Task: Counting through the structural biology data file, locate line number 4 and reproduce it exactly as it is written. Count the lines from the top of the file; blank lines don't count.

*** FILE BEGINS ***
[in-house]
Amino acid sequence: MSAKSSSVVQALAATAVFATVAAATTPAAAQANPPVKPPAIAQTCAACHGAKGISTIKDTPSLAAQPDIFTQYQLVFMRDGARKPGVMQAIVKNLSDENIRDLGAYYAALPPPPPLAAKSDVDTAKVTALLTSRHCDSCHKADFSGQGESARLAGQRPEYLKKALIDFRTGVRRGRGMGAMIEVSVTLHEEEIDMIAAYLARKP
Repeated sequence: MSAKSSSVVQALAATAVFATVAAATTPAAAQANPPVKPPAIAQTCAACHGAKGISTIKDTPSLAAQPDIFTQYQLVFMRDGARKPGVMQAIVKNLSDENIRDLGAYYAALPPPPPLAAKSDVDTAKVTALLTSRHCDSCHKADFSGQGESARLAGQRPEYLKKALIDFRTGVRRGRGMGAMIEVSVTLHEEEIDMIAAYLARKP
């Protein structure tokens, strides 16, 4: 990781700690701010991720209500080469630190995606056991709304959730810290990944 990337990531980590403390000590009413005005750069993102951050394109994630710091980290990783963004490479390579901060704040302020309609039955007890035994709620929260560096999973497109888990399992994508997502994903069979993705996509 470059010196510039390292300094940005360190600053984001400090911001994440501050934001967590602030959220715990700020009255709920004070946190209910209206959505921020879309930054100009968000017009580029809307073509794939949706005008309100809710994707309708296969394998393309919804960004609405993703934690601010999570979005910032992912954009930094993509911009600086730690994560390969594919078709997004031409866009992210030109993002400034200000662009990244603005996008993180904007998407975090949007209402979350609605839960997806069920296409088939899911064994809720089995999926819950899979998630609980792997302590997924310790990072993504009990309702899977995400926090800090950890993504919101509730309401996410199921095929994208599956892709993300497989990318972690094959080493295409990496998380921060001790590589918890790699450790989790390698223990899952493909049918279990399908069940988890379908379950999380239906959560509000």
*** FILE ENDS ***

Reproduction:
């Protein structure tokens, strides 16, 4: 990781700690701010991720209500080469630190995606056991709304959730810290990944 990337990531980590403390000590009413005005750069993102951050394109994630710091980290990783963004490479390579901060704040302020309609039955007890035994709620929260560096999973497109888990399992994508997502994903069979993705996509 470059010196510039390292300094940005360190600053984001400090911001994440501050934001967590602030959220715990700020009255709920004070946190209910209206959505921020879309930054100009968000017009580029809307073509794939949706005008309100809710994707309708296969394998393309919804960004609405993703934690601010999570979005910032992912954009930094993509911009600086730690994560390969594919078709997004031409866009992210030109993002400034200000662009990244603005996008993180904007998407975090949007209402979350609605839960997806069920296409088939899911064994809720089995999926819950899979998630609980792997302590997924310790990072993504009990309702899977995400926090800090950890993504919101509730309401996410199921095929994208599956892709993300497989990318972690094959080493295409990496998380921060001790590589918890790699450790989790390698223990899952493909049918279990399908069940988890379908379950999380239906959560509000």